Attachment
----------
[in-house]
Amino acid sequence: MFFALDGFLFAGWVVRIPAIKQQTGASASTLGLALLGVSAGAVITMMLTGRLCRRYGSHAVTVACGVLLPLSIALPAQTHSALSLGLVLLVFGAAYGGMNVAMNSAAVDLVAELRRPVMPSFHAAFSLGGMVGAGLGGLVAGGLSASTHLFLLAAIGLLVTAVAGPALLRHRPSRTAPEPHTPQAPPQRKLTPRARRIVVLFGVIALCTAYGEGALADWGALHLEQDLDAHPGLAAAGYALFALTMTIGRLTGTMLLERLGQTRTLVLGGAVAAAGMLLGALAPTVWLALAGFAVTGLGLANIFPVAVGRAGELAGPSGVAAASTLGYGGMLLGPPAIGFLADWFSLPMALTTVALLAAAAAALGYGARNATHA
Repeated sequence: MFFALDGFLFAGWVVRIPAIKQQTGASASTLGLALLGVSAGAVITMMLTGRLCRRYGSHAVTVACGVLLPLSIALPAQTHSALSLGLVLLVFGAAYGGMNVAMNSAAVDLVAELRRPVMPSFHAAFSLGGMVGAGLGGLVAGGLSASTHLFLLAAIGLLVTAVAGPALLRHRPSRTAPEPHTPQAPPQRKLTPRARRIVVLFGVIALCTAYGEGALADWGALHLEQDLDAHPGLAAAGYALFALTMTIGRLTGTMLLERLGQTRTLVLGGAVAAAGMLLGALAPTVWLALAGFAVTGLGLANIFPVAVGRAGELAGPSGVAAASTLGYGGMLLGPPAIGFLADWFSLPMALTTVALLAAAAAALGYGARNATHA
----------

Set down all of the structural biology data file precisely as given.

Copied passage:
[in-house]
Amino acid sequence: MFFALDGFLFAGWVVRIPAIKQQTGASASTLGLALLGVSAGAVITMMLTGRLCRRYGSHAVTVACGVLLPLSIALPAQTHSALSLGLVLLVFGAAYGGMNVAMNSAAVDLVAELRRPVMPSFHAAFSLGGMVGAGLGGLVAGGLSASTHLFLLAAIGLLVTAVAGPALLRHRPSRTAPEPHTPQAPPQRKLTPRARRIVVLFGVIALCTAYGEGALADWGALHLEQDLDAHPGLAAAGYALFALTMTIGRLTGTMLLERLGQTRTLVLGGAVAAAGMLLGALAPTVWLALAGFAVTGLGLANIFPVAVGRAGELAGPSGVAAASTLGYGGMLLGPPAIGFLADWFSLPMALTTVALLAAAAAALGYGARNATHA
Repeated sequence: MFFALDGFLFAGWVVRIPAIKQQTGASASTLGLALLGVSAGAVITMMLTGRLCRRYGSHAVTVACGVLLPLSIALPAQTHSALSLGLVLLVFGAAYGGMNVAMNSAAVDLVAELRRPVMPSFHAAFSLGGMVGAGLGGLVAGGLSASTHLFLLAAIGLLVTAVAGPALLRHRPSRTAPEPHTPQAPPQRKLTPRARRIVVLFGVIALCTAYGEGALADWGALHLEQDLDAHPGLAAAGYALFALTMTIGRLTGTMLLERLGQTRTLVLGGAVAAAGMLLGALAPTVWLALAGFAVTGLGLANIFPVAVGRAGELAGPSGVAAASTLGYGGMLLGPPAIGFLADWFSLPMALTTVALLAAAAAALGYGARNATHA